Why investors are likely to see more robo-input from their financial adviser

January 23, 2017

Early last year it was announced that the three government financial guidance bodies will be merged into one single body. The new guidance body will focus on protecting people from scams and fraud as well as offering guidance

Pension Wise, the Pensions Advisory Service and the Money Advice Service will be merged no earlier than autumn 2018 and the new body will be funded by a continuation of the levy on the financial services sector. It will still be the subject of Cabinet Office approval.

The government's decision to bring together all public financial guidance within a single body could give individuals more clarity on where they need to go to get support. However, especially for those with complex needs, it is no replacement for regulated advice.


It is important that the new body complements, rather than competes with, financial advisers. The vast majority of people of all ages need more support, especially those who are approaching retirement. Many of those people are looking to the internet for help and are likely falling short.

The Treasury consultation highlighted that many people rely on digital services for information and guidance on key financial decisions and the new body will have a 'well optimised' website as well as telephone, webchat and face-to-face guidance.

We strongly believe that digital communications can help streamline the financial advice process and allow people to choose how they consume information, and are pleased to hear that the new guidance body will recognise this.

Technology by no means replaces the need for other forms of communication and there is still a need for human interaction. However, many people are now used to communicating with companies online and expect to be able to do the same with their financial services providers.

Against that, not everyone is comfortable communicating in the same way, so the financial advice industry cannot put all its eggs in one basket.

The introduction of the Retail Distribution Review, adviser charging and the removal of commission payments in January 2013 led to the start of unprecedented change in the UK financial advice market.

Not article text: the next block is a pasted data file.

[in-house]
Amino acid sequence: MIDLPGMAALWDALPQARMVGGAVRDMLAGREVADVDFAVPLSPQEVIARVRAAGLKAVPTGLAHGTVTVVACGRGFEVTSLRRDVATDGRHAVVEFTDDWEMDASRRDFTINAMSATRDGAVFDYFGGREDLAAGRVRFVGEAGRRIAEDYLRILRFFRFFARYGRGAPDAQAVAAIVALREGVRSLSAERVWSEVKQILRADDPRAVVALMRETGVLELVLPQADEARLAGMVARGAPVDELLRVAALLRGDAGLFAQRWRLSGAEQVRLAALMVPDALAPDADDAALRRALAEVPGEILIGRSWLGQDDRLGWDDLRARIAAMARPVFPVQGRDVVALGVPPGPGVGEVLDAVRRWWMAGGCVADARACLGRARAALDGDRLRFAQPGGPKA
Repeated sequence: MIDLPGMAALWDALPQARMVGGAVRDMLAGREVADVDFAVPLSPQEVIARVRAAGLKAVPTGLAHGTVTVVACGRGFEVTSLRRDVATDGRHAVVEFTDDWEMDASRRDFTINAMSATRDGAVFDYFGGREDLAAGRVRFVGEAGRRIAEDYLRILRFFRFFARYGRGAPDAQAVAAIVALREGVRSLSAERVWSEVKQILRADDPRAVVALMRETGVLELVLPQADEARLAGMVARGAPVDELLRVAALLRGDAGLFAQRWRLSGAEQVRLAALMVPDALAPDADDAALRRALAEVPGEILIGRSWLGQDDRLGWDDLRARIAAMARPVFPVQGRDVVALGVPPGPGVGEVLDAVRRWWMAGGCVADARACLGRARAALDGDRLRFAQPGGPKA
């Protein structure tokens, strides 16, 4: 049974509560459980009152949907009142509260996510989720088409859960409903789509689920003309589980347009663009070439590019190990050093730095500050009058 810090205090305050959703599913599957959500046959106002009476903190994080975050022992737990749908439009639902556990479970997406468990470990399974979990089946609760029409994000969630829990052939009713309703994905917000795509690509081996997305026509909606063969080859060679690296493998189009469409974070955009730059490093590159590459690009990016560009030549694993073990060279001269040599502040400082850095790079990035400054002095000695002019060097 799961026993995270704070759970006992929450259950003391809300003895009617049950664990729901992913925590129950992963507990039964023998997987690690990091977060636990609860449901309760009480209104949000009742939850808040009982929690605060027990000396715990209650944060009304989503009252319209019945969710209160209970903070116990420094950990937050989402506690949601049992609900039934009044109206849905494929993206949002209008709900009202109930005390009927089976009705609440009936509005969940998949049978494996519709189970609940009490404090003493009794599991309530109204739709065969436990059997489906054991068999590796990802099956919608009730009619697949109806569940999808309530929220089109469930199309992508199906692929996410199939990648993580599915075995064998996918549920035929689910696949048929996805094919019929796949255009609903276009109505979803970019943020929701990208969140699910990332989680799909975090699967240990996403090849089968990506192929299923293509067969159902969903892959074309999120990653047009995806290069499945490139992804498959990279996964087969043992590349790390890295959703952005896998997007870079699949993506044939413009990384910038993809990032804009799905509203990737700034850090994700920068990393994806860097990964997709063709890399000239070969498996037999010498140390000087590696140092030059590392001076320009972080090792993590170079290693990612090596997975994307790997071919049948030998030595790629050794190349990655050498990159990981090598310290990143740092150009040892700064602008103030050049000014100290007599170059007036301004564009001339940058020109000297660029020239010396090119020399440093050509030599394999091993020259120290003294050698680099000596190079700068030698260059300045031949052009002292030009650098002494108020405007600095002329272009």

Advice firms went through an exercise of reviewing their business models and developing new propositions. At the same time there was growing research evidence of changing consumer behaviour towards financial services.

Consumers are increasingly looking to financial planners and wealth managers to offer a wider choice and more digital services.


It is now widely accepted that if advice firms can provide lower-cost propositions there is likely to be a significant market for them. Technology providers have also spotted this opportunity and believe they can deliver the solutions needed to make this happen.

There is no question that there is a role for automated advice. To make advice more inclusive the industry needs to develop alternative distribution channels that potentially appeal to a new generation of customers.

In its current guise automated advice is perfectly positioned for those people who have simple investment needs, or who are not looking for a holistic financial review. It can offer a personal recommendation, which differentiates it from self-select or execution-only strategies.

For financial advisers, we believe there are many reasons to consider introducing robo-style services. They give consumers a choice as to how they access services, and can appeal to a broader range of clients and be successfully integrated into a traditional service.

But we are concerned that the term robo-advice implies there is no role for human interaction when shaping propositions powered by this kind of technology.

Several advisory firms are using our Interact tool (launched in 2014) to reshape their business and operating models, in order to ensure that investors can choose how they interact with them.

Some are using the tool as a full self-service online advice offering, while others are choosing to use it to support conventional advice processes by providing investors with an online risk-profiling tool which can be used either face-to-face or remotely.

We are keen to show it is possible to blend smart technology with different degrees of human interaction to create bionic rather than robotic advice.

This gives the investor control over the level of personal engagement and automated processing that they feel is best placed to meet their needs.

Richard Goodall is marketing and distribution director at Parmenion.

Subscribe to Money Observer Magazine

Be the first to receive expert investment news and analysis of shares, funds, regions and strategies we expect to deliver top returns, plus free access to the digital issues on your desktop or via the Money Observer App.

Subscribe now

Add new comment